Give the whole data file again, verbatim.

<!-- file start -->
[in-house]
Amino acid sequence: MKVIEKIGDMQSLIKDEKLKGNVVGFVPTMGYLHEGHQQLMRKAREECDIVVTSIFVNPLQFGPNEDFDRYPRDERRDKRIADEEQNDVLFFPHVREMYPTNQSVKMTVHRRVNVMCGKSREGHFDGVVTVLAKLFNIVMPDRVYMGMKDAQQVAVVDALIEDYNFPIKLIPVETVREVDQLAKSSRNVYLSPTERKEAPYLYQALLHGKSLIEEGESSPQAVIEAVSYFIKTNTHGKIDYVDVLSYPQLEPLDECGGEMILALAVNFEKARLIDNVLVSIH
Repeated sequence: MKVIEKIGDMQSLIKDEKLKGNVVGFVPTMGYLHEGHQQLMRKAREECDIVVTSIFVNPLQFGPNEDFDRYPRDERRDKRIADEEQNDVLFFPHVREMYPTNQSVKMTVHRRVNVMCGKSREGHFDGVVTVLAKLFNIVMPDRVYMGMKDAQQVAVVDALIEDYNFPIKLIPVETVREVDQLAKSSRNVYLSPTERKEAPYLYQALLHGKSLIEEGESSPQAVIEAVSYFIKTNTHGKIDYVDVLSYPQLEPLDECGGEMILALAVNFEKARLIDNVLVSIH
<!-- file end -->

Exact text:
[in-house]
Amino acid sequence: MKVIEKIGDMQSLIKDEKLKGNVVGFVPTMGYLHEGHQQLMRKAREECDIVVTSIFVNPLQFGPNEDFDRYPRDERRDKRIADEEQNDVLFFPHVREMYPTNQSVKMTVHRRVNVMCGKSREGHFDGVVTVLAKLFNIVMPDRVYMGMKDAQQVAVVDALIEDYNFPIKLIPVETVREVDQLAKSSRNVYLSPTERKEAPYLYQALLHGKSLIEEGESSPQAVIEAVSYFIKTNTHGKIDYVDVLSYPQLEPLDECGGEMILALAVNFEKARLIDNVLVSIH
Repeated sequence: MKVIEKIGDMQSLIKDEKLKGNVVGFVPTMGYLHEGHQQLMRKAREECDIVVTSIFVNPLQFGPNEDFDRYPRDERRDKRIADEEQNDVLFFPHVREMYPTNQSVKMTVHRRVNVMCGKSREGHFDGVVTVLAKLFNIVMPDRVYMGMKDAQQVAVVDALIEDYNFPIKLIPVETVREVDQLAKSSRNVYLSPTERKEAPYLYQALLHGKSLIEEGESSPQAVIEAVSYFIKTNTHGKIDYVDVLSYPQLEPLDECGGEMILALAVNFEKARLIDNVLVSIH